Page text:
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Business or Hobby? – Determining Your Status

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230 – May, 2018

BY WILLIAM GIVEN

The vast majority of breeders, who are our friends and neighbors in the dog show community, do not often consider their purebred dog breeding operation as a business. Most are very surprised to learn that one does not have to have a large kennel or have countless years of experience to be considered a business. According to the Internal Revenue Service, if your main objective is to make a profit, then you are considered a legitimate business. Since most hobby breeders usually have a full-time job, from which they normally receive all or a significant portion of their income, and often try to offset the costs of their hobby (showing dogs), the IRS will not consider them a real business.

Hobbyists may only deduct their expenses up to the amount of income that was earned. However, when a profit motive exists, breeders of purebred dogs are able to deduct expenses greater than the income of the business. Since the IRS will be seeking to determine if you are a real business, there are several things that you have to consider. The following are some important tips to keep in mind if you are running a dog breeding business:

• Prepare a business plan and follow it, and keep accurate, up- to-date records of the money spent and earned, and all of your dog related activities.

• As the business owner, it is important that you invest a signif- icant amount of your time into your business, develop your knowledge of genetics and methods of breeding and have a solid understanding of the dog show game.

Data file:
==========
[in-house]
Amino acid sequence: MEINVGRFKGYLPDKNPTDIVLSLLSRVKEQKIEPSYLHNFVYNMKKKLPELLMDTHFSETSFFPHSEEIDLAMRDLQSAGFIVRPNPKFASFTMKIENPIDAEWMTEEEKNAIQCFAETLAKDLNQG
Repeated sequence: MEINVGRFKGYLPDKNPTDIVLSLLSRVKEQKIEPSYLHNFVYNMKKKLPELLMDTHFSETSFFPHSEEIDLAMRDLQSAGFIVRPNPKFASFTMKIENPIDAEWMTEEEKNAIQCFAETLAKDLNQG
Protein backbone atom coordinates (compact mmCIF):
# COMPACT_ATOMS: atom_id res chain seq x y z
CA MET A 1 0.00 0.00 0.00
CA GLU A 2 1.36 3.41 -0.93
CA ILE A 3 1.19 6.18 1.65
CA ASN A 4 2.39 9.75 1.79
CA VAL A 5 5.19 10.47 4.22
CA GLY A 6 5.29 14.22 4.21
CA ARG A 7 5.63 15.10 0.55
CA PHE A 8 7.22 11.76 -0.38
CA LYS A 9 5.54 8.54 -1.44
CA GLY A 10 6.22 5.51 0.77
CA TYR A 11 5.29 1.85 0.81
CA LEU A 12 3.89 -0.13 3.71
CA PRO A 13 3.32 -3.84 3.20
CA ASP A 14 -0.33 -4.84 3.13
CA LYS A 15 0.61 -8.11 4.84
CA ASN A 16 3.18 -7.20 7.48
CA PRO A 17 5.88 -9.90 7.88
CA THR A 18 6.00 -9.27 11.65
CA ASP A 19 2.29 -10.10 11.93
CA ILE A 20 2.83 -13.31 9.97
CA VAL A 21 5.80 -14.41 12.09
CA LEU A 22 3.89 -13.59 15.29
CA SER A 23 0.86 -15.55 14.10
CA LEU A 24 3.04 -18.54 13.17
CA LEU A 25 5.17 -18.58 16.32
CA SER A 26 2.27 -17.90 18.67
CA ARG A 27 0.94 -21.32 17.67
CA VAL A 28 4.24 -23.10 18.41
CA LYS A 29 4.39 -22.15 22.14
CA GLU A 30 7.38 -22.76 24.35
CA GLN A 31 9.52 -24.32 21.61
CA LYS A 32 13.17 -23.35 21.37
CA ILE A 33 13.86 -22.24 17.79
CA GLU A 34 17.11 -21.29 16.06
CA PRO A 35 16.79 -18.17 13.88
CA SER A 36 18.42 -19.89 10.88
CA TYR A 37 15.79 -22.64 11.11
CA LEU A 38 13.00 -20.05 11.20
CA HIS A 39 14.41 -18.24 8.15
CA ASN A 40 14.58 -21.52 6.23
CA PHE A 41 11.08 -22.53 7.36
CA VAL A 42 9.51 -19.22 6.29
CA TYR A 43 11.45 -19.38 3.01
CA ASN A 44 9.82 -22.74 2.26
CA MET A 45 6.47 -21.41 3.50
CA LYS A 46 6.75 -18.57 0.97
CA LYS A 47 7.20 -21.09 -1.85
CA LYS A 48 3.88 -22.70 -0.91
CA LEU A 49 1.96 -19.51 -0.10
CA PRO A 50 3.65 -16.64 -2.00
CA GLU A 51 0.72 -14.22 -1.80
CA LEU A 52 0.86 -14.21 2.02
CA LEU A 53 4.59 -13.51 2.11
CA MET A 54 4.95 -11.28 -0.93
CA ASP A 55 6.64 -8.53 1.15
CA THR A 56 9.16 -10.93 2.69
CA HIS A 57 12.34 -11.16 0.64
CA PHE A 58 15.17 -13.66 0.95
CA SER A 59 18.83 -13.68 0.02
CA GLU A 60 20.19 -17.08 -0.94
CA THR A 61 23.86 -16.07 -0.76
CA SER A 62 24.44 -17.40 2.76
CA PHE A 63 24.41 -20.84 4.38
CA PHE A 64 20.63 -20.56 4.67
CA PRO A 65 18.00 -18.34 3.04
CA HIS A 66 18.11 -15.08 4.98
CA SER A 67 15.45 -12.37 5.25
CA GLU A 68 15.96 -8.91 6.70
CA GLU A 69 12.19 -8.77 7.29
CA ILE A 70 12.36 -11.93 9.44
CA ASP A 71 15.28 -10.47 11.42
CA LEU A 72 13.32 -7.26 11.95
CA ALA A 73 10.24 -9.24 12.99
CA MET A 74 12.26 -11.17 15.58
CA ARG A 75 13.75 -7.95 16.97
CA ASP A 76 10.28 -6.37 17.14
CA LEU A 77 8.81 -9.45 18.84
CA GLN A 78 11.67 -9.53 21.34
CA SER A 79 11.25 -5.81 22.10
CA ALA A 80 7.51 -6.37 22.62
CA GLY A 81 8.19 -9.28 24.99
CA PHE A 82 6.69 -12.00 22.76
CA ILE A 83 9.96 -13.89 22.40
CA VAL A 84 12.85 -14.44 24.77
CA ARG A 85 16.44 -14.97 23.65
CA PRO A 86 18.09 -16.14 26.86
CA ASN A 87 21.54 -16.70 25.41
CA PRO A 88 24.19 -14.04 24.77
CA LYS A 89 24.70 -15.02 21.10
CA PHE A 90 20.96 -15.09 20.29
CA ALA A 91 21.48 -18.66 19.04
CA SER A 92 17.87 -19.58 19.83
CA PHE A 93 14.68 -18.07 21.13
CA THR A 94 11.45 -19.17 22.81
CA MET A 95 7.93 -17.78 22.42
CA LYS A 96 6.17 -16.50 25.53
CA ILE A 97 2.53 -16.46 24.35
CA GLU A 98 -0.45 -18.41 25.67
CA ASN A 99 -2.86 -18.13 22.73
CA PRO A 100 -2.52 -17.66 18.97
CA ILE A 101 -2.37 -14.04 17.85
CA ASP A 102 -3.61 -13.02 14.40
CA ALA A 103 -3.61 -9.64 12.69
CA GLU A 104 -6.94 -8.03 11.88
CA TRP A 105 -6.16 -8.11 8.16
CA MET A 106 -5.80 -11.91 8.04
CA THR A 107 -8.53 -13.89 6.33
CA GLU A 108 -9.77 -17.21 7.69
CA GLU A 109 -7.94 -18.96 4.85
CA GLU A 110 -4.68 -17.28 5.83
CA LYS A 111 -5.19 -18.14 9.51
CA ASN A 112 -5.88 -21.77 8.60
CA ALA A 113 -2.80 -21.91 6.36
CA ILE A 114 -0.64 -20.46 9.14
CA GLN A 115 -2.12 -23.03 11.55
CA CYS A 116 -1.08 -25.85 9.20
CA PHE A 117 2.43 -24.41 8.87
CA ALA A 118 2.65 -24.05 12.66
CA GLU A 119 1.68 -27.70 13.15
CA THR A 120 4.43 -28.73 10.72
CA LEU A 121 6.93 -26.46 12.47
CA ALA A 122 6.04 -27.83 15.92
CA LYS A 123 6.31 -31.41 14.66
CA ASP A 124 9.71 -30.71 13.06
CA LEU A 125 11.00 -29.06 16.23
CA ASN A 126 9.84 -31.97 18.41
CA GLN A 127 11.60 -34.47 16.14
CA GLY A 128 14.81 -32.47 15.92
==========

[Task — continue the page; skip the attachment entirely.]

• It is generally unfavorable if a substantial portion of your in- come is coming from other sources other than your breeding operation. If you can combine it with another profitable activity (antique or contemporary dog art) as a vendor at dog shows, the IRS should have no issue with it.

• The IRS understands that things happen and your business may not make a profit each year. The “hobby loss rule” suggests that you should show a profit 3 out of every 5 years with a dog breeding business.

• The breeder should continually work to stay abreast of current trends and to, hopefully, get ahead of any emerging trends in dog breeding, and always be looking for ways to improve their business acumen.

• The IRS often looks at the owner’s personal tax records and any previous business ventures. Therefore, it is important that your record is clean.

• Showing a profit whenever possible will help strengthen the fact that you are running a profit-motive driven business.

Click here to read the complete article
230 – May, 2018

Short URL: https://caninechronicle.com/?p=143734

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